• Under The Table and Dreaming by Dave Matthews Band / 1994
    Review by: patrick
    i got this album for christmas 1994 because i had heard what would you say and liked it a little. this is a superb album that mixes jazz with pop with about anything else you can imagine. this album is all acoustic

  • Vauxhall and I by Morrissey / 1994
    Review by: Claude Carpentieri
    If I ever had to move to a desert island, "Vauxhall and I" would be the album to take with me. This is Morrissey at his best and, as reviews wrote at the time, "you won't miss The Smiths with an album like this". "HOld On To Your Friends" and "Lifeguard Sleeping" are truly gems, and they also offer Morrissey's return to form lyric-wise. The album reached n.1 in the UK and for once, charts were making justice. The arrangements are virtually pop perfections, balanced and scattered at the same time, dramatic and emotional. But it's Morrissey's voice which emerges above all: the man clearly has still a lot to say.

  • Wish by The Cure / 1992
    Review by: Claude Carpentieri
    The follow-up to the acclaimed "Disintegration" was not going to be as easy as pie for Robert Smith and cohorts. And yet, I believe "Wish" live dup to the expectations and, instead, conquered the hearts of uncompromising Cure fans just like moi. I still remember the day I bought "Wish"...I was 16, back from a dull maths lesson. The stylus picked up the initial notes of 'Open', and it was love within seconds. Beware of the most popular track on the album, 'Friday I'm In Love', for "Wish" has much more to offer. For instance, look at the intense and claustrophobic 'From The Edge Of The Deep Green Sea', or the light-and-shad-y 'Doing The Unstuck'. As far as 'To Wish Impossible Things' is concerned, it can still make me weep instantly. Perhaps the last great Cure album. 8 out of 10.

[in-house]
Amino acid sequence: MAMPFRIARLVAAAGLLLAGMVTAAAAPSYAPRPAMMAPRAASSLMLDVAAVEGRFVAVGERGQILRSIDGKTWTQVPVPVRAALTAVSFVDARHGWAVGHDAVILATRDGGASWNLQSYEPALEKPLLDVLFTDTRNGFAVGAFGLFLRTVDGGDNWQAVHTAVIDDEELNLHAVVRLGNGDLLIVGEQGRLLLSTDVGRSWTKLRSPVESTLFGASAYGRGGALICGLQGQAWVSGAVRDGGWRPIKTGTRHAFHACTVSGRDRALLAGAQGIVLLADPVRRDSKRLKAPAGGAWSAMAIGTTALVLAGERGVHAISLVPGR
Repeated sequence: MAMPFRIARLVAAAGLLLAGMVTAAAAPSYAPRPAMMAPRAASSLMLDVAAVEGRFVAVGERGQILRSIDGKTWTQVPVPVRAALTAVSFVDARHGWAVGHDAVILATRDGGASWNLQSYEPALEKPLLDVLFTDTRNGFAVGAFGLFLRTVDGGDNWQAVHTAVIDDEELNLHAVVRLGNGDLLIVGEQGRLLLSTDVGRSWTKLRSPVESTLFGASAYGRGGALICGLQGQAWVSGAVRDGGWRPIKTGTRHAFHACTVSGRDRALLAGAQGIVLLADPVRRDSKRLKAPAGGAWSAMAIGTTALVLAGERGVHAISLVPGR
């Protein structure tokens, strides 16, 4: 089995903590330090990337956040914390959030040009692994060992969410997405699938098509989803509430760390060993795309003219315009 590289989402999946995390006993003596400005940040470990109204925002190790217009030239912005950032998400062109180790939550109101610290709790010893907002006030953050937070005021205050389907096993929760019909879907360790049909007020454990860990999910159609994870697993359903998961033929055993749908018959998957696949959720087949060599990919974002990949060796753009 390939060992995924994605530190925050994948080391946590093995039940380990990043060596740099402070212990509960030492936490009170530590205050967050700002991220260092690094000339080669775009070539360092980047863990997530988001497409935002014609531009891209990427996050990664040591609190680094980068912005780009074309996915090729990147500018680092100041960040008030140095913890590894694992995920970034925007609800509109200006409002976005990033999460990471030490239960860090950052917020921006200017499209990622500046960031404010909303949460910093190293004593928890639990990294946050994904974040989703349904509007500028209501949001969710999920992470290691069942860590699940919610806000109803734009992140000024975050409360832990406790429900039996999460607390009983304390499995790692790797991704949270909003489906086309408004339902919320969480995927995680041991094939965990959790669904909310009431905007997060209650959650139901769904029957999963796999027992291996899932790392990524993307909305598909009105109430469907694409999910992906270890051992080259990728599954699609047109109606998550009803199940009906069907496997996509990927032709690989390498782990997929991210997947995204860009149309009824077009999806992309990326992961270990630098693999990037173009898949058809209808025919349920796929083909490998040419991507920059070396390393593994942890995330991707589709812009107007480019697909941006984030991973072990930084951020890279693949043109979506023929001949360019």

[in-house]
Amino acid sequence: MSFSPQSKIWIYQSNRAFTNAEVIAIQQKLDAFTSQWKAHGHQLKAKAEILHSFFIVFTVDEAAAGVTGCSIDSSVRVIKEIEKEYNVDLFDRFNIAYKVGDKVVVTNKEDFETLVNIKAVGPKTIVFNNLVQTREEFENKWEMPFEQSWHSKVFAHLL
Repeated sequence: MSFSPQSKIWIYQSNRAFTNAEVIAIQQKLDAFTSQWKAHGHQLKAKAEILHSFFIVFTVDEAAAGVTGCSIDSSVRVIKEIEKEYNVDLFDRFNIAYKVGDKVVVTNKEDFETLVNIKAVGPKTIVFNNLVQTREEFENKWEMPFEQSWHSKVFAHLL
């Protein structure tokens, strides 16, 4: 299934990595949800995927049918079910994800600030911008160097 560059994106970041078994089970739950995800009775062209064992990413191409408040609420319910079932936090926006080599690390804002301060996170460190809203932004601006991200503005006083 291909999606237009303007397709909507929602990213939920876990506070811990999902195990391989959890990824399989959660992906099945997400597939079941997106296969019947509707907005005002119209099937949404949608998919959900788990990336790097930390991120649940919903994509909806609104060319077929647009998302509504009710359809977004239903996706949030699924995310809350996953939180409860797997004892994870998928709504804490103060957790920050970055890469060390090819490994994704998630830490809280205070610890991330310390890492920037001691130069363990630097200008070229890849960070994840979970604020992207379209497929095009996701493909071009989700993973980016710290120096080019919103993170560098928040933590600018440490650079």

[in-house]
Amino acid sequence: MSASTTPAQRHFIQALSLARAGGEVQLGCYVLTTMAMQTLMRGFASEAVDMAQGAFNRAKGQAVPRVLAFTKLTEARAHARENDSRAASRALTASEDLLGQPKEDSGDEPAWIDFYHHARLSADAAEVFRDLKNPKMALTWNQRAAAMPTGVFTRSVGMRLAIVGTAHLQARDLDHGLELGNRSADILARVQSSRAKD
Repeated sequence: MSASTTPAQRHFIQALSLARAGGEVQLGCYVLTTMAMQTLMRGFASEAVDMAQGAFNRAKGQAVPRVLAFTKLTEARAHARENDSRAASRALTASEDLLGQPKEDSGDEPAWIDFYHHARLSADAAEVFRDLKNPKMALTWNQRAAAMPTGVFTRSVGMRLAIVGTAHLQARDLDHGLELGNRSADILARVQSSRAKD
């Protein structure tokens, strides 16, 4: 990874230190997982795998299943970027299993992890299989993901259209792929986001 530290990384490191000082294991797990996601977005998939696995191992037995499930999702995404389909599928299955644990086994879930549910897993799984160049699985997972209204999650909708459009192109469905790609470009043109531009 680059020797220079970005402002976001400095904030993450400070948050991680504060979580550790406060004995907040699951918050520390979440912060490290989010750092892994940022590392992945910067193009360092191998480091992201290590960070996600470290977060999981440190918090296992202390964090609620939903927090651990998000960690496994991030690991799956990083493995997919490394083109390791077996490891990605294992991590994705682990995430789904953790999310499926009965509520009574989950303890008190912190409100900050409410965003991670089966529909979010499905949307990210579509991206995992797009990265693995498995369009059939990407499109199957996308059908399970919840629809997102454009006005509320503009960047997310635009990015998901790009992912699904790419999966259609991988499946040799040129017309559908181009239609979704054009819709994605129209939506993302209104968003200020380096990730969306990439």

We also have pages on this topic devoted to the 70s and 80s

Would You Like To Add Something We Missed?

Please use the submission page to submit information to be used on this page.

The Official amIright
Misheard Lyrics Book

Hold Me Closer Tony Danza and other Misheard Lyrics

Email Siteowner, Privacy Statement

Copyright 2000-2012, by Charles R. Grosvenor Jr.